Published in Eye 64 as ‘Set the Letters Free’
At an age that often signals retirement, Rosalie Gascoigne (1917-99) was beginning a career that would see her recognised as one of the most vital Australasian artists of the 20th century. An early interest in Ikebana had led to artistic awakening and an inspired body of work incorporating found materials. At 64 she was the first woman to represent Australia at the Venice Biennale. Approaching 70 she hit her stride, creating electric images of distilled experience, visual poems that meld culture and nature, language and landscape.
Since colonisation Australian art has always had landscape as its backbone and Gascoigne is part of that tradition. However, unlike much contemporary aboriginal art with its highly coded cultural and geographic symbols and spiritual custodianship, or that from the dominant European traditions, Gascoigne’s work is elusive, personal, intuitive and visceral.
When she moved to Mount Stromlo, outside the Australian capital, Canberra in 1943, Gascoigne began collecting domestic and natural detritus in long walks from her home. She had left her native New Zealand and was bored, lonely and isolated. She walked in the dusty heat collecting grasses and bones. In winter she watched the freezing wind punish the pine trees and empty the sky. Initially she used these objects for traditional flower arrangements and more adventurous Ikebana displays. In the mid sixties they became sculptural assemblages; in the seventies, installations; and from the eighties onwards, installations and iconic wall assemblages.
This is how the story goes in the art world, where Gascoigne’s works attract serious international collectors, and fetches hundreds of thousands of dollars.
But the story is incomplete. What is missing is any substantial discussion of that which makes Gascoigne’s art so singular: the expressive use of found letterforms. Why, when typography is the assertive visual feature in Gascoigne’s most emblematic work, is it never really paid much attention? It is like discussing Lichtenstein without mention of comics, or Picasso without African art. Is it because the artist herself did not much dwell on it in interviews or essays? Or because art writers consider it incidental, or beneath their critical realm?
Although there is not the space here to tell the whole story, perhaps at least a case can be made for redressing this neglect.
So, to start again
In the beginning, building from the lessons of Ikebana, Gascoigne would sculpt figures from salvaged scrap metal and construct installations from gathered bones and other items. Her childhood interest in flower arranging had led, in 1962, to classes in the modern Sogetsu Ikebana school (her only art-related education) which in turn exposed her to the expressive possibilities of less conventional discarded objects. As she became more assured, there was an important shift from assemblages of feathers, product packaging, dolls and enamelware, to dimensional collages of corrugated iron, linoleum, soft-drink crates and road signs: from objects to materials. Through the manipulation of industrial text Gascoigne continued to evoke the characteristics of her local landscape while abandoning three-dimensional forms. In the relief surfaces of her mature work it is often printed text that provokes the tone, texture and movement of a specific landscape. Wind-rippled grassy plains. Cracked thirsty earth. Hazy distant scrubland.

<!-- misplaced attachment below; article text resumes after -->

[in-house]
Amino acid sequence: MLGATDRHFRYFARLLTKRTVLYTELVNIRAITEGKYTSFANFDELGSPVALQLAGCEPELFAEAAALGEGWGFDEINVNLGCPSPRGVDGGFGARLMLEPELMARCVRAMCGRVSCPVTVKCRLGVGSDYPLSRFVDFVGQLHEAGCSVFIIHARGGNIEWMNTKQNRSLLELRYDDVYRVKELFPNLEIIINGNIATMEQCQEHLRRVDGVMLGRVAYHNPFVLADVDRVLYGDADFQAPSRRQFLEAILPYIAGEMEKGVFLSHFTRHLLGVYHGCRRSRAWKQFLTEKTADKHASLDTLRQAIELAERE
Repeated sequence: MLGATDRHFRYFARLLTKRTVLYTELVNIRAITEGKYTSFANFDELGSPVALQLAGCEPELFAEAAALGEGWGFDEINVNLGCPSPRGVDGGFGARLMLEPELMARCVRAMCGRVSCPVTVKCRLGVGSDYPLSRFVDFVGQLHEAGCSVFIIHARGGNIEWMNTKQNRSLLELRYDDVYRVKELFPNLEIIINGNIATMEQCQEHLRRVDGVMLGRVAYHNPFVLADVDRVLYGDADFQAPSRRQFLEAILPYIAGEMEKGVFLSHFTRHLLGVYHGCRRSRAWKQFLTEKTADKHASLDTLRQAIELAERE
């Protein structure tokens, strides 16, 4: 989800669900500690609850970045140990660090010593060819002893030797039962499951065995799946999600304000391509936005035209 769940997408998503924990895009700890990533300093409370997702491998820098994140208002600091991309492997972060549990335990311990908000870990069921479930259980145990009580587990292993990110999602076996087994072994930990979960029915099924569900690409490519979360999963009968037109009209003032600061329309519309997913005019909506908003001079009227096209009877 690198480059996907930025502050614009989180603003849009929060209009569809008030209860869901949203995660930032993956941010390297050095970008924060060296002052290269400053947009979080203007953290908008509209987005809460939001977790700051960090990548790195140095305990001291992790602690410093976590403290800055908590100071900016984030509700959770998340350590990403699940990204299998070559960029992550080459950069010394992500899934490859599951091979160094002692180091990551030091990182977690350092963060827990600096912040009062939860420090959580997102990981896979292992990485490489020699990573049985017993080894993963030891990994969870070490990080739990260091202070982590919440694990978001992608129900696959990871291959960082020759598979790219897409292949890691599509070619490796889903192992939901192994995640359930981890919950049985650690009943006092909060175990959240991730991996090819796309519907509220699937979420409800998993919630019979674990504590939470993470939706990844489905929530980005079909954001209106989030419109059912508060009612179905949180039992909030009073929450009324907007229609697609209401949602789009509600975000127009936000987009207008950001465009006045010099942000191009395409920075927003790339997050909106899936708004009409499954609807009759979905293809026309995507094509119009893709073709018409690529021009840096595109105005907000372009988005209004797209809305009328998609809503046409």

Gascoigne always limited her materials to the stuff she scavenged from this region. Faded wooden boards pried from soft-drink crates, scarred road signs and stenciled cable reels were her main typographic sources. Consequently her type use ranged from the controlled script of early logotypes, to the bold, open, instructional humanist sans serifs. Occasionally she used hand-brushed or sprayed roadside notices. Her son, Martin Gascoigne, suggests that the works made with builder’s form-board (Landfall, 1989; Hill Station, 1989), “especially the works which make use of pieces with either positive or negative curves”, also have a typographic nature. “You might see parallels with the shapes of printed letters and also the physicality of old lead type.”1
Apart from cropping and composing, her physical intervention with these materials was negligible. She found items discarded in paddocks, building sites, by roadsides and most abundantly in community rubbish dumps. The salvaging process was inseparable from the process of assemblage: “Half your oeuvre is the going out and the seeing things,” she said in a television interview.2 She would collect anything that she thought was beautiful or interesting and sometimes keep it for months or years before using it, and sometimes not using it all.
When materials became scarce, her resourcefulness would usually prevail, as she recounts in a dairy entry written for an art journal, when, with a six-pack of beer, she successfully persuaded roadside workers to reveal the location of depots storing disused signage: “Chance is a fine thing and it serves me well, but this was organised opportunity.”3